The extreme right flank was held by Oliver O. Howard on the 2nd of May. Jackson, despite the confusion caused by the dense woods of the Wilderness, marched to the edge of the woods opposite Howard’s flank. Howard and his men were in the middle of supper when Jackson arrived on the scene two hours before dusk. Jackson totally routed the Howard’s 11 Corps. It was said he “rolled them up like a cigar.” The Union Army ran pell-mell before Jackson’s Virginians.

Jackson, along with his staff members rode on ahead of the army on a reconnaissance misson. It was now long past dusk. The woods in the Wilderness were very dark at night. Jackson and his small contingency stopped to gain their bearings. The 17th North Carolina brigade under James Lane heard Jackson and mistook him for enemy cavalry and fired on them. Captain James Powers Smith yelled out to the the North Carolinians said “”Cease firing. You are firing on your own men!” Jackson was shot three times. Once in the right hand and twice in the left arm, shattering the bone and warranting amputation.

Jackson was removed from the field on a litter. Two of the litter bearings were killed causing him to fall to the ground twice.  They took him to a nearby field hospital for treatment. He was from

The ruins of the Wilderness tavern (courtesy Brother's War

 here transported to the wilderness tavern where his left arm was amputated just below the shoulder and the ball wasemoved from his right hand. From here they trasnported him to Guinea Station, the place where he would die.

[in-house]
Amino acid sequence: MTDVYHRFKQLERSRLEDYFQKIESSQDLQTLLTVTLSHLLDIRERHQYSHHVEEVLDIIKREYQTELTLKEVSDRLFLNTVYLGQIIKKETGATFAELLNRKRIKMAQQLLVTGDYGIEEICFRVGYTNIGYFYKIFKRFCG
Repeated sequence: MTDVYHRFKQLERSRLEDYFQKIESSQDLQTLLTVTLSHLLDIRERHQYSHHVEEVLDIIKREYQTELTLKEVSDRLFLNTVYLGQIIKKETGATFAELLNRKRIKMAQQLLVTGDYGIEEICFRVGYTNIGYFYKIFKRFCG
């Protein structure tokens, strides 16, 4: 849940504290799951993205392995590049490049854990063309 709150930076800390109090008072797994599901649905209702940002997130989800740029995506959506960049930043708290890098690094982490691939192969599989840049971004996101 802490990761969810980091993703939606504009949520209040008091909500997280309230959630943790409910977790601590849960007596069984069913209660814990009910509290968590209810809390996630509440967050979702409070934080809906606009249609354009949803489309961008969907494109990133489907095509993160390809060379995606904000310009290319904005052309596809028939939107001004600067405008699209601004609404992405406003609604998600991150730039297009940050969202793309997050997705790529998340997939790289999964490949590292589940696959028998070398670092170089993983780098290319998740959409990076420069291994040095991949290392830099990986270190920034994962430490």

Jackson spent his last days in a small farmhouse on Fairfield Plantation at Guinea Station.  He was surrounded by his staff members, his faithful doctor Hunter McGuire, and his wife Anna and daughter Julia. He died not from his wounds but from Pneumonia. He died May 10th 1863. His final words were “Let us cross over the river and rest under the shade of the trees.” With that he drew his last breath and died. Lee said “He has lost his left arm but I have lost my right.” His death marked the loss of one of the most able generals the Confederacy had.  For the rest of the war and the rest of time he is and was missed dearly. In honor of him, Anna Jackson never remarried. She called herself the “widow of the Confederacy.” “Stonewall” Jackson is one my heroes and he will continue to be for all time.

Published in: on May 10, 2011 at 8:34 pm  Comments (7)  

“If he has not brought bodies and laid them in our door-yards and along streets, he has done something very like it . . .”

There is a great post today over at the  Crossroads blog today about photography in the Civil War and  Osama Bin Laden.  Check it out!

Published in: on May 7, 2011 at 9:08 pm  Comments Off on “If he has not brought bodies and laid them in our door-yards and along streets, he has done something very like it . . .”  

Victory Is Won! It Is Done!

I’m a Christian and proud of it. That said, I don’t like to hear about the death of people. especially when I know they are not saved. It makes me sad really sad to see and hear about the death of anyone but when I know they face an eternity in hell paying for the crimes they have done to others. It really breaks my heart . Osama Bin Lad is seperated from God for the rest of eternity.

For America this is a good thing though. He was the brains behind the death of 2,752 Americans on 9/11. He deserved to die for what he did. We searched for ten years to catch this man, this criminal. We have caught him and he is dead. The victory’s been won it is done!

Published in: on May 1, 2011 at 10:16 pm  Comments Off on Victory Is Won! It Is Done!